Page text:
Cycling, walking and running represent the lowest emission travel choice for short distance travel, easily beating rail, bus and car travel. These forms of travel also have the added benefit of helping keep you fit and healthy. Cycling may also take less time than you think. Studies have shown that most people underestimate time related to car journeys and overestimate the time it will take to cycle. The average cycling speed is 20-25km/h, which is quite competitive with the average driving speed in most major cities. What's more, if you walk or cycle you don’t need to find a car park when you arrive, saving you time and money.
- for long distance travel, use rail or ferry wherever possible, otherwise travel by bus or drive a fuel efficient vehicle with as many passengers as possible, and only use air travel for long distances or where no alternative is available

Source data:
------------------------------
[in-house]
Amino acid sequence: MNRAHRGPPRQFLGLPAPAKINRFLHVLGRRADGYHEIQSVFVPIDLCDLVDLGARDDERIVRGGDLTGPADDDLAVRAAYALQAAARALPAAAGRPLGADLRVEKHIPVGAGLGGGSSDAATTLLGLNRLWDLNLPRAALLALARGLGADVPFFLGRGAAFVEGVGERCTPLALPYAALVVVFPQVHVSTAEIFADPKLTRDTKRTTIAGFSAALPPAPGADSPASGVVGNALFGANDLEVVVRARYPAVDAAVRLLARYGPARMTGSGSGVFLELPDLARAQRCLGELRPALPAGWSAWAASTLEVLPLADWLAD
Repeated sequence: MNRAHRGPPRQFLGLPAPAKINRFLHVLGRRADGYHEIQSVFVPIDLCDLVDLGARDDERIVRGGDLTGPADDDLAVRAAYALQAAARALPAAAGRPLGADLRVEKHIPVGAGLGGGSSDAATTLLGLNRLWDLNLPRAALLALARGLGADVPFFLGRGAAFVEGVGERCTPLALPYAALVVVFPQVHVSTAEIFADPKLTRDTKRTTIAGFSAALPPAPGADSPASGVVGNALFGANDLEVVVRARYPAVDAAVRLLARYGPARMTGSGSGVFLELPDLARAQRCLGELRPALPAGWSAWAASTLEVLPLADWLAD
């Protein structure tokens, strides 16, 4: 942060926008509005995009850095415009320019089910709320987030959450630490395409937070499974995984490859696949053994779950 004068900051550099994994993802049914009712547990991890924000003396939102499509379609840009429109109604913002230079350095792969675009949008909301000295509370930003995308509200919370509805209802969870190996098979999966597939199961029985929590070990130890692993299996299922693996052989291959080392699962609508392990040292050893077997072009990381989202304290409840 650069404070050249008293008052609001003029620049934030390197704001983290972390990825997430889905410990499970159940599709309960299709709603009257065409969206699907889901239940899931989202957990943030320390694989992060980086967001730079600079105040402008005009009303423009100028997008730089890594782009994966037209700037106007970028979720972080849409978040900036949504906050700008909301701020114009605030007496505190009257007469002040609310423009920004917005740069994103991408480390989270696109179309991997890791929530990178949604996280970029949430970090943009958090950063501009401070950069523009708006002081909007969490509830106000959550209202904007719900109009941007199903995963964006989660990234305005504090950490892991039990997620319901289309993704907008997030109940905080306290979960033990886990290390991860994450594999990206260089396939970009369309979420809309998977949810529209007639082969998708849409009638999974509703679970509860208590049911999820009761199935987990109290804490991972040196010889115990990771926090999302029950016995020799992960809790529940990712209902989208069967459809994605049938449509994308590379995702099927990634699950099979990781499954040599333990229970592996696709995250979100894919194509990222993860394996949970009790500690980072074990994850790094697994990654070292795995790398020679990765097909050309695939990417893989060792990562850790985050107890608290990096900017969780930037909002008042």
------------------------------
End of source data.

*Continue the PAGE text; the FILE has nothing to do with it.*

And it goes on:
- for short distance travel, cycle or walk wherever possible, otherwise use public transport if available or drive a fuel efficient vehicle with as many passengers as possible
- avoid flying wherever possible by teleconferencing, staycationing or combining multiple trips
- when flying is necessary over long distances or when no alternatives are available choose an efficient carrier with a direct flight, an economy ticket and offset your emissions
If this all seems confusing then don't worry; we have created an app to help you calculate and reduce your carbon footprint. You begin by answering a targeted set of questions about your household. We then provide a personalised benchmark and breakdown of your carbon footprint. We then help you reduce your carbon footprint by providing a tailored plan and ongoing support to help you get your carbon footprint under control. The service is free and only takes around 15-20 minutes.